Worried about Alzheimers disease? Youre in the majority.
A national survey says its North Americas most feared disease. While nothing, so far, can guarantee youll prevent or reverse the plaques, tangles and nerve-cell death that characterize Alzheimers, it turns out keeping the blood vessels in your brain healthy may cut your risk of brain dysfunction by a lot. Theres more and more evidence from academic and scientific brain centers around the world that a few simple steps can protect your cognitive powers and slash your risk for Alzheimers.
A new picture of what causes cognitive dysfunction and Alzheimers disease, and how to prevent it, is emerging. In it, your brains vital supply lines the tiny blood vessels that deliver oxygen and fuel to every one of your 100 billion plus gray cells play a bigger role than we used to think. Recently, scientists peered into the brains of more than 4,000 people who had been diagnosed with Alzheimers disease and found that nearly 80 percent also had signs of serious blood-vessel damage within their brain. In another new report, brain scientists found that blood vessel problems associated with high blood pressure, high LDL cholesterol in middle age and diabetes (they reduce the healthy flow of blood to the brain) when combined with bodywide inflammation seem to raise the risk for Alzheimers.
OK, Docs, but what should I do to keep my mind agile longer?
Great question! The answer: Preventing or controlling problems with your blood pressure, cholesterol and/or blood sugar levels can lower your odds for Alzheimers by almost 40 percent. So here are five strategies that can cut your risk, starting right now.
We believe this is key. Good studies have been done and more are under way, but we think its worth acting now to soothe mental and emotional tensions in your life and in your head. Stress releases the inflammation-producing hormone cortisol, and chronically elevated levels can wreak havoc on both your cardiovascular and nervous systems. Learn to meditate (do it for 10 minutes, twice a day); do progressive muscle relaxation, yoga or whatever else tames your hyped-up feelings. Also, spend more time with good friends or a loving spouse and pursuing your passions, too.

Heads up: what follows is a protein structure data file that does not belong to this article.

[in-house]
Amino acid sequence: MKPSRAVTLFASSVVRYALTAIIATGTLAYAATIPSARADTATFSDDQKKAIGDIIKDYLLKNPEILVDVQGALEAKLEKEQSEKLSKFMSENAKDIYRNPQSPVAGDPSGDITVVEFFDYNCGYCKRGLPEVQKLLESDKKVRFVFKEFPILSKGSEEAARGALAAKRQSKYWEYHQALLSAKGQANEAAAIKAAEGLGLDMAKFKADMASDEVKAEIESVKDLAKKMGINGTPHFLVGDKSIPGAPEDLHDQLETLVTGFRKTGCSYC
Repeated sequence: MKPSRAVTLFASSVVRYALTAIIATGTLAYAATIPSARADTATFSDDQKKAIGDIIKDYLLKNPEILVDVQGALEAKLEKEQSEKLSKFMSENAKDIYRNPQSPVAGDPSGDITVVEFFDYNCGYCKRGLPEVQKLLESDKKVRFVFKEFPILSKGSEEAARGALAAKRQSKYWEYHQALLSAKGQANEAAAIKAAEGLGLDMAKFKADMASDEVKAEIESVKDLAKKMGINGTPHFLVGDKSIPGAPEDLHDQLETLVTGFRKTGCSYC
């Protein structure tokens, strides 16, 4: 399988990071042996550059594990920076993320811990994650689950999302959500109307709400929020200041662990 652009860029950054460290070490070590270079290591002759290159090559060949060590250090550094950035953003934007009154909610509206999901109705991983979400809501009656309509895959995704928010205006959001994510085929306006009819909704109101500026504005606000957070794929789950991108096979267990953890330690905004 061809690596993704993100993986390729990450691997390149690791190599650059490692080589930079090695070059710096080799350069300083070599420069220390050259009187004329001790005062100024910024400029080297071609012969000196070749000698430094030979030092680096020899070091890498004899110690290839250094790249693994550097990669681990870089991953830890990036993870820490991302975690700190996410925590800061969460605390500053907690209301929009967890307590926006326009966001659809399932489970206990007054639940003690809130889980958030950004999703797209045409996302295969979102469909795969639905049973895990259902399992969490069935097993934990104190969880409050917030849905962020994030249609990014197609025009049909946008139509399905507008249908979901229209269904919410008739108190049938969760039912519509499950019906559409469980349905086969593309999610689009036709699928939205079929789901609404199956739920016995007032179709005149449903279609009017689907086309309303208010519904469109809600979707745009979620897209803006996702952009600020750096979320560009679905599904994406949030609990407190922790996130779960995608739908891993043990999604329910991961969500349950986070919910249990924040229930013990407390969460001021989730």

People who are fit in their 40s and 50s are up to 35 percent less likely to develop Alzheimers later on. Exercise, such as regularly walking 10,000 steps a day, increases oxygen intake and blood flow. That, in turn, improves cognitive function and growth in two brain regions, the hippocampus and prefrontal cortex, even in your 60s, 70s and 80s! For tips on how to start your memory-enhancing walking program, go to Sharecare.com.
Increasing work-out intensity and adding strength training two to three days a week can ramp up those brain-boosting benefits. Strenuous exercise (that makes you sweat in a cool room), if your doc agrees, increases the size of your hippocampus and that is key for keeping your memories.
A diet rich in good fats found in olive oil, salmon, sea trout and nuts, along with plenty of produce, beans, lean protein, whole grains and a smidge of low-fat dairy could cut your risk of Alzheimers 15 percent to 40 percent. And when you combine this diet with regular physical activity, wow! Youll be 59 percent less likely to develop symptoms of Alzheimers than a couch potato with a high-fat diet.
CONTROL BRAIN THREATS
Stop smoking, please! And take high blood pressure, high cholesterol and diabetes very seriously. Controlling these factors could slash your risk, even if you already have early signs of fuzzy thinking.
TEST AND TRAIN YOUR BRAIN
If youre worried about forgetfulness (your own or a loved ones), ask your doctor about a new blood test for biomarkers (called miRNAs) that have been able to identify people with Alzheimers disease in more than 90 percent of the test cases. And no matter what the test results are, challenging your gray matter can increase sharpness and improve memory.
Mehmet Oz, M.D., is host of The Dr. Oz Show, and Mike Roizen, M.D., is chief medical officer at the Cleveland Clinic Wellness Institute. To live your healthiest, visit sharecare.com. Distributed by King Features Syndicate, Inc.